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Adhesive bonding for mechanically stacked solar cells

GaAs and InGaAs solar cells in a stack have a combined efficiency of 25.2 percent
Researchers at the Tyndall National Institute, Ireland, have developed mechanically stacked solar cells (MSSC) using adhesive bonding of III-V cells.

They aim to improve the annual energy yield of concentrator photovoltaic (CPV) systems.

BCB (Benzocyclobutene) was used to bond single-junction GaAs and InGaAs solar cells in a stack with a combined efficiency of 25.2 percent under 1-Sun conditions.

The lab efficiencies of current multi-junction solar cells are achieved by designing and testing cells according to tightly defined standard solar spectra to ensure current matching between the series-connected sub-cells.

These efficiencies are rare in commercial concentrator photovoltaic (CPV) systems as the incident solar spectrum varies with the time of day, geographical location and weather conditions where the sub-cells are no longer current matched and the photocurrent produced is reduced to the lowest of any cell in the device.

Mechanically stacked solar cells provide individual connections to sub-cells in a multi-junction device. The parallel-connections remove the current matching constraint of multi-junction solar cells and potentially facilitate increased efficiency and energy yield from CPV systems as maximum power is extracted from each sub-cell at all times, independent of the incident spectrum.

Left: Schematic outline of the prototype GaAs - InGaAs stacked solar cell with adhesive bonding layer

Right: Optical image of the fabricated and packaged GaAs - InGaAs stacked cell, the inset image shows the wire bonding to the cell bus bars

While mechanically stacked solar cells are not a new concept, the breakthrough presented by this work is the fabrication of cells using materials and process that lend themselves to wafer level processing.

BCB and Polyimide were both theoretically and experimentally investigated for solar cell bonding layers as both have been used for wafer level bonding in MEMS.

 Single-junction GaAs and In0.53 Ga0.47 As solar cells with 1-Sun efficiencies of 20.6 percent and 9.3 percent were fabricated on GaAs and InP substrates respectively.

The GaAs cell was adapted for use in a stack by fabricating both p and n contacts on the front surface, to allow an insulating material to be used to bond the cells, as well as thinning the substrate to 140 µm to reduce free carrier absorption.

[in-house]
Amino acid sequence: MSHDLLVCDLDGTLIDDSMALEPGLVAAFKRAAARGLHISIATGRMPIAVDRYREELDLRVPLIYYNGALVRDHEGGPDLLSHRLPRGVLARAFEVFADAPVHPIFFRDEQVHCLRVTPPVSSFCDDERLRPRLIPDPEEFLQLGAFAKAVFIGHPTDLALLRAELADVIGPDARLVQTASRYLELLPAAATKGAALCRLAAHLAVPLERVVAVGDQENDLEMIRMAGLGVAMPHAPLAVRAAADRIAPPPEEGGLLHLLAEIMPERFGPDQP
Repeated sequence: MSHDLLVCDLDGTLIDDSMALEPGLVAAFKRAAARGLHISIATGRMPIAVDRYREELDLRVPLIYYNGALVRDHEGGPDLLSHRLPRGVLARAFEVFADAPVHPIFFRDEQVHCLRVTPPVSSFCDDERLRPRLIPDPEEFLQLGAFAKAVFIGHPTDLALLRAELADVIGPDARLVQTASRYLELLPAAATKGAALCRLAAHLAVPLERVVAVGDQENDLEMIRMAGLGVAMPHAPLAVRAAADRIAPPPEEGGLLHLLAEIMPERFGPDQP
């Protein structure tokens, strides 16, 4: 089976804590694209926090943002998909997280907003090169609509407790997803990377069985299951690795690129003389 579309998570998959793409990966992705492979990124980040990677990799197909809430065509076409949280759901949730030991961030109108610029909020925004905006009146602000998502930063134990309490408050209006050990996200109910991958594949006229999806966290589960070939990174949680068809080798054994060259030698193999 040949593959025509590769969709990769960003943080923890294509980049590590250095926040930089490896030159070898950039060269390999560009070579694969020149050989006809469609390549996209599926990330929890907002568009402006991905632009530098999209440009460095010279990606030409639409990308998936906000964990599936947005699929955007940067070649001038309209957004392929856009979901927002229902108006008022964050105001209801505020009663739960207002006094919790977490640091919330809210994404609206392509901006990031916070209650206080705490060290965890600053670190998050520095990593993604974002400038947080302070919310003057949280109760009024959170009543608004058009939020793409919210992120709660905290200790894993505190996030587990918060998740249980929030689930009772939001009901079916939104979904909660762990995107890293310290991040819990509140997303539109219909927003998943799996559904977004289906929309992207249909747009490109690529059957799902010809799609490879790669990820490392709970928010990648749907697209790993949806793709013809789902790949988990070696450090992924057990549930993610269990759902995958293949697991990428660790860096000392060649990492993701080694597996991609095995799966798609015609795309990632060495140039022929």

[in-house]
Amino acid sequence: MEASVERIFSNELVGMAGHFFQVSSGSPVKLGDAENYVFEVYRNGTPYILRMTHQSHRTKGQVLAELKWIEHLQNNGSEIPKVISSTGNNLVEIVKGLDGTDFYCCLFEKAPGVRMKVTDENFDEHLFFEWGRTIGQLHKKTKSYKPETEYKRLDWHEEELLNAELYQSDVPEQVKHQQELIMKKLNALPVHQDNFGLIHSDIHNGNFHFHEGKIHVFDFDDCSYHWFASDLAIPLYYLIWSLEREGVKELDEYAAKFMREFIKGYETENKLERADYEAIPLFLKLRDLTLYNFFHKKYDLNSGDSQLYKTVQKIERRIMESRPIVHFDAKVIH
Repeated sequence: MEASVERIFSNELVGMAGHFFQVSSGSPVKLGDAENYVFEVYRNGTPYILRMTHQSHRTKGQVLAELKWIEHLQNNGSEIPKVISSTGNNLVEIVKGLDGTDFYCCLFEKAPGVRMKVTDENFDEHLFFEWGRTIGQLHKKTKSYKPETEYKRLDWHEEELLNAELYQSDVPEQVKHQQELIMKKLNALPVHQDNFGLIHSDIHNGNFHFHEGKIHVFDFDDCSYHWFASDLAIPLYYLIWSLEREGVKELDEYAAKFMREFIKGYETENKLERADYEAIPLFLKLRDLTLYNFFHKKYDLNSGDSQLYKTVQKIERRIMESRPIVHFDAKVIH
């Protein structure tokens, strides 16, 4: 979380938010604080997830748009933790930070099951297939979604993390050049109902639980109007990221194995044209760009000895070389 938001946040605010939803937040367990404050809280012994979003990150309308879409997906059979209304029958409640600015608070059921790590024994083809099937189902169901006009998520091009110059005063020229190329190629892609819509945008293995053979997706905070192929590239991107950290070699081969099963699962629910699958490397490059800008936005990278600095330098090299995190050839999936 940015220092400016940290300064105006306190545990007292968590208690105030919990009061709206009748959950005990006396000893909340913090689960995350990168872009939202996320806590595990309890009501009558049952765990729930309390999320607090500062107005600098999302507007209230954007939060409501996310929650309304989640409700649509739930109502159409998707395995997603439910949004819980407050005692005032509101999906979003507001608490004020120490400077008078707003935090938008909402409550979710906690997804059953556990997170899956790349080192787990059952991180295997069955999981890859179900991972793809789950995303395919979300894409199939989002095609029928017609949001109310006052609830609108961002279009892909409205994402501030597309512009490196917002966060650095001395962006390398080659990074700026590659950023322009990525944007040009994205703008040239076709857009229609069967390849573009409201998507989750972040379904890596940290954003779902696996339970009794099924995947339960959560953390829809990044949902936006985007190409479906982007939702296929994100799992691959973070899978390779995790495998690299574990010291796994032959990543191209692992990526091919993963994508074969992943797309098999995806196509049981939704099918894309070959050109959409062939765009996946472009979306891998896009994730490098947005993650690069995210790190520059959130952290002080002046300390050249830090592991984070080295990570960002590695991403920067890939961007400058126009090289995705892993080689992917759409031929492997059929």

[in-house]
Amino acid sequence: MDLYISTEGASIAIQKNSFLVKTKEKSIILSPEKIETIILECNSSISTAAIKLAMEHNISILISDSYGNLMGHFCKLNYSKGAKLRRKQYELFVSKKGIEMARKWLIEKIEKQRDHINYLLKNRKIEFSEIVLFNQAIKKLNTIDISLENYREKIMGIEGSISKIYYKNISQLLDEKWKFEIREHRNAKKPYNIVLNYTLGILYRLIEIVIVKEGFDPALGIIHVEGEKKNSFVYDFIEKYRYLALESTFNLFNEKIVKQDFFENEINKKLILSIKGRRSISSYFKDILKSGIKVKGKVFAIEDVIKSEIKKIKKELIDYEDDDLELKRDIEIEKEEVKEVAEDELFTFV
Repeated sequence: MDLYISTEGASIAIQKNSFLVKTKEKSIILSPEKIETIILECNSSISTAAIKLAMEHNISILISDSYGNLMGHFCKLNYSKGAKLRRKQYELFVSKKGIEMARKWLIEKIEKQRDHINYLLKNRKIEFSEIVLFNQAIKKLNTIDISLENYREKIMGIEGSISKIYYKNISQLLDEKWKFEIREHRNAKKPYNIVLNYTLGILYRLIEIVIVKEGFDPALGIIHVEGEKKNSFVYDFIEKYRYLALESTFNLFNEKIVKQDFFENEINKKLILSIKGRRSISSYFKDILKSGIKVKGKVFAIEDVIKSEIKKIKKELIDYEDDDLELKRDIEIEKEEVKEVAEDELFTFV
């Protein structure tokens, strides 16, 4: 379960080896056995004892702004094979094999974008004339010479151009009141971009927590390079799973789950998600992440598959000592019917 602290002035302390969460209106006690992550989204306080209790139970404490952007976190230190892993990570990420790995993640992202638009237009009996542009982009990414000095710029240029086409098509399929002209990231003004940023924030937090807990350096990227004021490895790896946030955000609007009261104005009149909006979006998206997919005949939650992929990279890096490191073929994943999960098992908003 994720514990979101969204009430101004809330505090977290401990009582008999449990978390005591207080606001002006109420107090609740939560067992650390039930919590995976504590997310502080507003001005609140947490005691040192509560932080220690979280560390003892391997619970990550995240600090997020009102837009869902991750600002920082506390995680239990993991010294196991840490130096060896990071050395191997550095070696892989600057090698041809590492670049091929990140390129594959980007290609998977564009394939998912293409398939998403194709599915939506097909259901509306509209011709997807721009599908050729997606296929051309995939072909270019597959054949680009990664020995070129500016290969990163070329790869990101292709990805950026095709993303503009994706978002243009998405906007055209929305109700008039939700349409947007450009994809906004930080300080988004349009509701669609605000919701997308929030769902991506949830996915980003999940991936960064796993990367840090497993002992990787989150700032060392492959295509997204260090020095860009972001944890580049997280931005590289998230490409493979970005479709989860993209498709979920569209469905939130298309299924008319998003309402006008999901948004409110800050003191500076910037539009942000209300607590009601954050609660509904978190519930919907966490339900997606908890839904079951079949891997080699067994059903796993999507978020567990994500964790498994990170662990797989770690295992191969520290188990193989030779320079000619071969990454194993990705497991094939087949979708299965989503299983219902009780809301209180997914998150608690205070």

The InGaAs cells were fabricated with 3 µm absorber layers and featured a 100 nm thick InP window layer which helped to reduce lateral series resistance in the emitter/window region. Single cells were defined using chlorine based dry etching techniques with a SiN thin-film provided as a dual function passivation layer and anti-reflection coating.

Single-junction InGaAs cells had an open-circuit voltage of 357mV when measured under 1-sun conditions and a short-circuit current density of 38.2 mA/cm2. Benzocylobutene from the Cyclotene Advanced Electronics Resins range from Dow Corning was used as the interlayer adhesive.

The GaAs top cell was bonded to InGaAs bottom cell using a Finetech Flip-Chip bonder. It should be noted that both cells did not have matching metallisation patterns, and some negative impact on bottom cell performance was expected because of excess shading by the top cell metallisation pattern.

The bonded cells were pre-cured at 150°C under a pressure of 4 N/cm2 before the chips were cured in an oven at 210°C for 2 hours.

The Voc and Jsc values of the InGaAs cell dropped to 339 V and 19.3 mA/cm2 respectively in stacked configuration. The cell contributed 4.6 percent to the efficiency of the stack leading to a total 1-sun of 25.2 percent for the dual-junction cell.

The work will be further progressed by developing a wafer scale process to investigate the commercial potential of this technique. Furthermore the concept can be extended to any solar cell type.

The next logical step for this work is the integration of III-V and Si solar cells where the silicon device will act as a low cost substrate/carrier for wide-bandgap thin-film III-V cells.

Left: Measured photocurrent density-voltage characteristics of a control GaAs cell (closed navy circles), top-contacted GaAs cell (open navy circles), stand alone InGaAs cell (green triangles) and stacked InGaAs cell (open green triangles) under 1-Sun conditions.

Right: Measured EQE of the GaAs (blue) and InGaAs (green) cells in stacked formation. Also shown is the measured reflection from the stack and the EQE of the InGaAs cell pre-bonding (black).

The details of the work described here can be found in an upcoming paper, “Adhesive bonding for mechanically stacked solar cells” by I. Mathews et al, accepted for Progress in Photovoltaics: Research and Applications, (2014).

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